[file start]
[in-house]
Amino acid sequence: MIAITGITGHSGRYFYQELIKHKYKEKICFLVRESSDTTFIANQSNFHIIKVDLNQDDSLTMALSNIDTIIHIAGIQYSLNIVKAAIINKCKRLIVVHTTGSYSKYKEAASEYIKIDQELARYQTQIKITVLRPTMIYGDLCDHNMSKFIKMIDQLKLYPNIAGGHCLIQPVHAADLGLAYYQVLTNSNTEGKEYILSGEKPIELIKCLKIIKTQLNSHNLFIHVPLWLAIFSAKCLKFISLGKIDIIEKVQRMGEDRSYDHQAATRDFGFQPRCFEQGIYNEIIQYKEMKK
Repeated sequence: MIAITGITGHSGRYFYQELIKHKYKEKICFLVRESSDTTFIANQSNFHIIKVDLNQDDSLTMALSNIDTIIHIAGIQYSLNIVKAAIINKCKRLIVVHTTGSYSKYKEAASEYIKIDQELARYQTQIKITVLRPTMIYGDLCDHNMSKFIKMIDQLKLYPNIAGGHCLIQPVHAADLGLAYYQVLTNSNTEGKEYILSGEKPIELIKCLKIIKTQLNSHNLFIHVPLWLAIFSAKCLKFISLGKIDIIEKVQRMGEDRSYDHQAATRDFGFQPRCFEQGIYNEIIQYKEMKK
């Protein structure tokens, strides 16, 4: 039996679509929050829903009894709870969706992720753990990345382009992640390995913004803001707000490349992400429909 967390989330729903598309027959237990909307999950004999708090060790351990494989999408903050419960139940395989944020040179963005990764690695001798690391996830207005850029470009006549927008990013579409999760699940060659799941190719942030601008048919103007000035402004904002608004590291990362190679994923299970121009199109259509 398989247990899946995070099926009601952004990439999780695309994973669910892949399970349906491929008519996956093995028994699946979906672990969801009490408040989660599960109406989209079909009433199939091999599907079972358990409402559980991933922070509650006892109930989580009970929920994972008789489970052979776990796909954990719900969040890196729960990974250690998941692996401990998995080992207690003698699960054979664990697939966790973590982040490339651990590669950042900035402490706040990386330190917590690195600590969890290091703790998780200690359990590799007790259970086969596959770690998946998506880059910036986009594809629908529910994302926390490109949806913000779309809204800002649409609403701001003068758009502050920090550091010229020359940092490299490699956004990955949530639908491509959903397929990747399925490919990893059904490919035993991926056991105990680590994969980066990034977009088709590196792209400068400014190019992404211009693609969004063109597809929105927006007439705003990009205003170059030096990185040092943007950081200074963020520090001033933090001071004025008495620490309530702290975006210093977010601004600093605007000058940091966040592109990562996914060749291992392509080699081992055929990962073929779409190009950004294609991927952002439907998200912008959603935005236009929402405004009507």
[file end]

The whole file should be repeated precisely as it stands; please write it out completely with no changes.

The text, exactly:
[in-house]
Amino acid sequence: MIAITGITGHSGRYFYQELIKHKYKEKICFLVRESSDTTFIANQSNFHIIKVDLNQDDSLTMALSNIDTIIHIAGIQYSLNIVKAAIINKCKRLIVVHTTGSYSKYKEAASEYIKIDQELARYQTQIKITVLRPTMIYGDLCDHNMSKFIKMIDQLKLYPNIAGGHCLIQPVHAADLGLAYYQVLTNSNTEGKEYILSGEKPIELIKCLKIIKTQLNSHNLFIHVPLWLAIFSAKCLKFISLGKIDIIEKVQRMGEDRSYDHQAATRDFGFQPRCFEQGIYNEIIQYKEMKK
Repeated sequence: MIAITGITGHSGRYFYQELIKHKYKEKICFLVRESSDTTFIANQSNFHIIKVDLNQDDSLTMALSNIDTIIHIAGIQYSLNIVKAAIINKCKRLIVVHTTGSYSKYKEAASEYIKIDQELARYQTQIKITVLRPTMIYGDLCDHNMSKFIKMIDQLKLYPNIAGGHCLIQPVHAADLGLAYYQVLTNSNTEGKEYILSGEKPIELIKCLKIIKTQLNSHNLFIHVPLWLAIFSAKCLKFISLGKIDIIEKVQRMGEDRSYDHQAATRDFGFQPRCFEQGIYNEIIQYKEMKK
């Protein structure tokens, strides 16, 4: 039996679509929050829903009894709870969706992720753990990345382009992640390995913004803001707000490349992400429909 967390989330729903598309027959237990909307999950004999708090060790351990494989999408903050419960139940395989944020040179963005990764690695001798690391996830207005850029470009006549927008990013579409999760699940060659799941190719942030601008048919103007000035402004904002608004590291990362190679994923299970121009199109259509 398989247990899946995070099926009601952004990439999780695309994973669910892949399970349906491929008519996956093995028994699946979906672990969801009490408040989660599960109406989209079909009433199939091999599907079972358990409402559980991933922070509650006892109930989580009970929920994972008789489970052979776990796909954990719900969040890196729960990974250690998941692996401990998995080992207690003698699960054979664990697939966790973590982040490339651990590669950042900035402490706040990386330190917590690195600590969890290091703790998780200690359990590799007790259970086969596959770690998946998506880059910036986009594809629908529910994302926390490109949806913000779309809204800002649409609403701001003068758009502050920090550091010229020359940092490299490699956004990955949530639908491509959903397929990747399925490919990893059904490919035993991926056991105990680590994969980066990034977009088709590196792209400068400014190019992404211009693609969004063109597809929105927006007439705003990009205003170059030096990185040092943007950081200074963020520090001033933090001071004025008495620490309530702290975006210093977010601004600093605007000058940091966040592109990562996914060749291992392509080699081992055929990962073929779409190009950004294609991927952002439907998200912008959603935005236009929402405004009507």